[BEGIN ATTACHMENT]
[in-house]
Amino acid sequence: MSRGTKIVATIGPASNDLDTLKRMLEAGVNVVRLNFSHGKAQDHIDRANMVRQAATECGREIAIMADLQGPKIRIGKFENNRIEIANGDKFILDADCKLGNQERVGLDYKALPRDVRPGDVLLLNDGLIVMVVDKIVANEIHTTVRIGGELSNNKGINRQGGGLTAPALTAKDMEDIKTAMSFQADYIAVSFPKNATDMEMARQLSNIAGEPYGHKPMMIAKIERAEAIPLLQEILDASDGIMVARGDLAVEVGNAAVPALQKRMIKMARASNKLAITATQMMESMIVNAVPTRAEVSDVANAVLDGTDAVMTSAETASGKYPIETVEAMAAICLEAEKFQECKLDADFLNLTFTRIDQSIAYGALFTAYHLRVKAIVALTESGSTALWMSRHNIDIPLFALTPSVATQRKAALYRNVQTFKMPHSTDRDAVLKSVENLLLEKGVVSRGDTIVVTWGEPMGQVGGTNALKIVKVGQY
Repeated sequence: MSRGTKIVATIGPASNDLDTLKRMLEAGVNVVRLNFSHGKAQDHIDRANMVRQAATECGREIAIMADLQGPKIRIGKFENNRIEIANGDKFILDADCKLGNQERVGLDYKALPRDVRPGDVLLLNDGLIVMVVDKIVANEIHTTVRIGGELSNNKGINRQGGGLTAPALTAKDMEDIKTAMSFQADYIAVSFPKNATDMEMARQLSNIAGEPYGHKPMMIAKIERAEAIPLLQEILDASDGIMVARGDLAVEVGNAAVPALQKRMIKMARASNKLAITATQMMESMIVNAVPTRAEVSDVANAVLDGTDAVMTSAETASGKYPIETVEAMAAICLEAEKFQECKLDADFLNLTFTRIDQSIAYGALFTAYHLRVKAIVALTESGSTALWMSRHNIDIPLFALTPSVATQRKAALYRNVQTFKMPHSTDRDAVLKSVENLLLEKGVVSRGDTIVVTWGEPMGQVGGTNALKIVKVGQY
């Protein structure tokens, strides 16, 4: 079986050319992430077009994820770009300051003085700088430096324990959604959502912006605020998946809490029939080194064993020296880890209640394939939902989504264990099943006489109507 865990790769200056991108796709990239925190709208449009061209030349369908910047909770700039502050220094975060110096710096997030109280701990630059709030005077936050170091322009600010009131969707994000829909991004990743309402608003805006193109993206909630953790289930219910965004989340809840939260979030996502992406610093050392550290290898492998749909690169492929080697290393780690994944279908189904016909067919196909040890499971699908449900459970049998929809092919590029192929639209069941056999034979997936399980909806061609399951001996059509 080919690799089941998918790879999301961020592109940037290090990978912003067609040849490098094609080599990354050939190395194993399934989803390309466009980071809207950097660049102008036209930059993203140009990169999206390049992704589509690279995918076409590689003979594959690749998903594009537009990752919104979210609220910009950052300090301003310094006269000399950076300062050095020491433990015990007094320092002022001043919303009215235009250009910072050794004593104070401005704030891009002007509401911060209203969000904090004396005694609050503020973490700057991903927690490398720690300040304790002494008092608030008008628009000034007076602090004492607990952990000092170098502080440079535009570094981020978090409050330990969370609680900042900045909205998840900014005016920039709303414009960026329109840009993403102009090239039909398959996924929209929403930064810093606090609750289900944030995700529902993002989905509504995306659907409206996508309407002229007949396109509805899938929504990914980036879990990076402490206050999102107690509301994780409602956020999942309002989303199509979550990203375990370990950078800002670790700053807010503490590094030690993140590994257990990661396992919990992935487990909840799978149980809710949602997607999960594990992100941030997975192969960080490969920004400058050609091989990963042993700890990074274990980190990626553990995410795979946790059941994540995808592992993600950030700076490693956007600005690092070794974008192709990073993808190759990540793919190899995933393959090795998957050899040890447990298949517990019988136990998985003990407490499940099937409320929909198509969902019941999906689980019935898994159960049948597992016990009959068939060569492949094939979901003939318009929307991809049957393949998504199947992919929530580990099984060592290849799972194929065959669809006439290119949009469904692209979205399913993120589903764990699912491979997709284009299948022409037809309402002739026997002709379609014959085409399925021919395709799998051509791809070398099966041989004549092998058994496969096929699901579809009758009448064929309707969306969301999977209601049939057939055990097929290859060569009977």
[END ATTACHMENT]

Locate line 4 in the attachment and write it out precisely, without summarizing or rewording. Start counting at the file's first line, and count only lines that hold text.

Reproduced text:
């Protein structure tokens, strides 16, 4: 079986050319992430077009994820770009300051003085700088430096324990959604959502912006605020998946809490029939080194064993020296880890209640394939939902989504264990099943006489109507 865990790769200056991108796709990239925190709208449009061209030349369908910047909770700039502050220094975060110096710096997030109280701990630059709030005077936050170091322009600010009131969707994000829909991004990743309402608003805006193109993206909630953790289930219910965004989340809840939260979030996502992406610093050392550290290898492998749909690169492929080697290393780690994944279908189904016909067919196909040890499971699908449900459970049998929809092919590029192929639209069941056999034979997936399980909806061609399951001996059509 080919690799089941998918790879999301961020592109940037290090990978912003067609040849490098094609080599990354050939190395194993399934989803390309466009980071809207950097660049102008036209930059993203140009990169999206390049992704589509690279995918076409590689003979594959690749998903594009537009990752919104979210609220910009950052300090301003310094006269000399950076300062050095020491433990015990007094320092002022001043919303009215235009250009910072050794004593104070401005704030891009002007509401911060209203969000904090004396005694609050503020973490700057991903927690490398720690300040304790002494008092608030008008628009000034007076602090004492607990952990000092170098502080440079535009570094981020978090409050330990969370609680900042900045909205998840900014005016920039709303414009960026329109840009993403102009090239039909398959996924929209929403930064810093606090609750289900944030995700529902993002989905509504995306659907409206996508309407002229007949396109509805899938929504990914980036879990990076402490206050999102107690509301994780409602956020999942309002989303199509979550990203375990370990950078800002670790700053807010503490590094030690993140590994257990990661396992919990992935487990909840799978149980809710949602997607999960594990992100941030997975192969960080490969920004400058050609091989990963042993700890990074274990980190990626553990995410795979946790059941994540995808592992993600950030700076490693956007600005690092070794974008192709990073993808190759990540793919190899995933393959090795998957050899040890447990298949517990019988136990998985003990407490499940099937409320929909198509969902019941999906689980019935898994159960049948597992016990009959068939060569492949094939979901003939318009929307991809049957393949998504199947992919929530580990099984060592290849799972194929065959669809006439290119949009469904692209979205399913993120589903764990699912491979997709284009299948022409037809309402002739026997002709379609014959085409399925021919395709799998051509791809070398099966041989004549092998058994496969096929699901579809009758009448064929309707969306969301999977209601049939057939055990097929290859060569009977």